Arthritis includes more than 100 different conditions that affect joints and the surrounding tissue. The most common form of arthritis in the Unites States is osteoarthritis, followed by gout and rheumatoid arthritis. Symptoms include pain, aching, stiffness, and swelling in or around the joints. Arthritis affects people of all ages, including children. About 1 in 4 US adults has arthritis.
- Arthritis affects about 1 in 4 adults in the United States. That’s 54 million men and women
- As the US population ages & obesity increases, the number of adults with arthritis is expected to increase to 78 million by 2040
- One-third of adults living in rural areas have arthritis.
- People with arthritis can manage symptoms & reduce pain by learning self-management strategies and being physically active.
- Early diagnosis and appropriate management of arthritis, including self-management activities, can help people with the condition live well without pain.
- Everyone should exercise regularly to stay healthy, including people with arthritis. Physical activity has been proven to reduce arthritis pain and restore function. Learn more about physical activity and arthritis.
- Maintaining a healthy weight has been shown to decrease the risk of developing osteoarthritis and gout and may decrease disease progression and arthritis-related activity limitations
Although there is no diet cure for arthritis, certain foods have been shown to fight inflammation, strengthen bones and boost the immune system. Adding these foods to your balanced diet may help ease the symptoms of your arthritis.
Because certain types of fish are packed with inflammation-fighting omega-3 fatty acids, experts recommend at least 3 to 4 ounces of fish, twice a week. Omega-3-rich fish include salmon, tuna, mackerel and herring.
Extra virgin olive oil is loaded with heart-healthy fats which have properties similar to non-steroidal, anti-inflammatory drugs. But it’s not the only oil with health benefits. Avocado and safflower oils have shown cholesterol-lowering properties, while walnut oil has 10 times the omega-3s that olive oil has.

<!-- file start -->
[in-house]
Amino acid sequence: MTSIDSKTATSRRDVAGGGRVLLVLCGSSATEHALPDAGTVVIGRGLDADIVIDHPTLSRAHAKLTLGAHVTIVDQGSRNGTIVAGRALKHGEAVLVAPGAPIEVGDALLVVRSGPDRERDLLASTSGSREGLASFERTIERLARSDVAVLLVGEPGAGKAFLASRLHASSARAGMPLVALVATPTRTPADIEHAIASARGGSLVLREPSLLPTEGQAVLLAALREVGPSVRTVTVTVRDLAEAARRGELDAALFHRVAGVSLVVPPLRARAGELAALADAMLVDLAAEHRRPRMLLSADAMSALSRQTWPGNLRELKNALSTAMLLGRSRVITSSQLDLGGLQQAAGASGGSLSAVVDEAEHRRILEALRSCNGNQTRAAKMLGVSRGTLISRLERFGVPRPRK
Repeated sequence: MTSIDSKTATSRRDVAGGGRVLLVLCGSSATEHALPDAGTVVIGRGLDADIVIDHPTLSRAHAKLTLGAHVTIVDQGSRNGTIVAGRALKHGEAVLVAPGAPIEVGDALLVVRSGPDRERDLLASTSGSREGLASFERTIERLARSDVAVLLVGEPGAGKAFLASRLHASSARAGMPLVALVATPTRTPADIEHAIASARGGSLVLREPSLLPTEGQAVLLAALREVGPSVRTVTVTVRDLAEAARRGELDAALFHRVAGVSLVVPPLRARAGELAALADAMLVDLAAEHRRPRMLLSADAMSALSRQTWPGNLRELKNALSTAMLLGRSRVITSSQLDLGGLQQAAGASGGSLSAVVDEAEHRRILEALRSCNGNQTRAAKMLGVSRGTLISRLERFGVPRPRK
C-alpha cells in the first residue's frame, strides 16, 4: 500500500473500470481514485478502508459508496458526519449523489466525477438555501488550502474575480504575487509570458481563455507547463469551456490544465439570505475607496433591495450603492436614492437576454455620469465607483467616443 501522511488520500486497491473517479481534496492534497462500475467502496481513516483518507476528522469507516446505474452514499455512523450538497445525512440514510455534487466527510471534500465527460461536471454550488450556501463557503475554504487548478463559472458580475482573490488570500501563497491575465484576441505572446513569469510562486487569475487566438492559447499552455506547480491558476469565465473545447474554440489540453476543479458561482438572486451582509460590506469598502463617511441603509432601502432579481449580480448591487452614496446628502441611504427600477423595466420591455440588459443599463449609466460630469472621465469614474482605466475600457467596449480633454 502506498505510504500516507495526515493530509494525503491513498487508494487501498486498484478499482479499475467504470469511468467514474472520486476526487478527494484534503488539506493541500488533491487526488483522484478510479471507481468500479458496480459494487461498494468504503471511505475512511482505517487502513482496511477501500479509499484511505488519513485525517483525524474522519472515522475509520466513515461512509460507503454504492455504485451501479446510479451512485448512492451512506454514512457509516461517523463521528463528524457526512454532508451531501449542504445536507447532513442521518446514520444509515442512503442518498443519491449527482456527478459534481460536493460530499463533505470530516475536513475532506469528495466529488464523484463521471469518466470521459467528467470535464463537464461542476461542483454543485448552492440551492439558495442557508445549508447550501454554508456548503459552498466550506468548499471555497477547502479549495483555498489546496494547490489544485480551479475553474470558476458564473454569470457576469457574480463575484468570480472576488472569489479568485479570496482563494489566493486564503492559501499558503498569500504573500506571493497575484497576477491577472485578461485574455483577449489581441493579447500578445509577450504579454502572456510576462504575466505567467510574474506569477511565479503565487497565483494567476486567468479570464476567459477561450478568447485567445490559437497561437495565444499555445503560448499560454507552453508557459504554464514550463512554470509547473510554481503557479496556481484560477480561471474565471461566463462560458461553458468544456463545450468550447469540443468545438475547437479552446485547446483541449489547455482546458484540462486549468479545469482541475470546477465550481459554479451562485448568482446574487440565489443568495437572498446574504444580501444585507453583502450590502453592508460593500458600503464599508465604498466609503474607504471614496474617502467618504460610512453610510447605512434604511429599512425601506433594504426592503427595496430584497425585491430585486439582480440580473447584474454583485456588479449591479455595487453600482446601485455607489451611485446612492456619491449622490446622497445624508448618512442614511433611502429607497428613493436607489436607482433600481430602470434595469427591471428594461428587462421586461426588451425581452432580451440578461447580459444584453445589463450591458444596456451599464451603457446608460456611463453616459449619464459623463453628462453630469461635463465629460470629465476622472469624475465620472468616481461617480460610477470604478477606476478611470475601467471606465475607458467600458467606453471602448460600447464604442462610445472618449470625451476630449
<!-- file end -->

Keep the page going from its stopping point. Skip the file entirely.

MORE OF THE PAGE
Rich in vitamins K and C, broccoli also contains a compound called sulforaphane, which researchers have found could help prevent or slow the progression of osteoarthritis (OA). Broccoli is also rich in calcium, which is known for its bone-building benefits.
Green tea is packed with antioxidants believed to reduce inflammation and slow cartilage destruction.
Beans are packed with fiber. Beans are also an excellent – and inexpensive – source of protein, which is important for muscle health. Some beans are rich in folic acid, magnesium, iron, zinc and potassium, all known for their heart and immune system benefits. Look for red beans, kidney beans and pinto beans.
Studies have shown that people who regularly ate foods from the allium family – such as garlic, onions and leeks – showed fewer signs of early osteoarthritis (OA).
Nuts are rich in protein, calcium, magnesium, zinc, vitamin E and immune-boosting alpha linolenic acid (ALA), as well as filling protein and fiber. They are heart-healthy and beneficial for weight loss. Try walnuts, pine nuts, pistachios and almonds.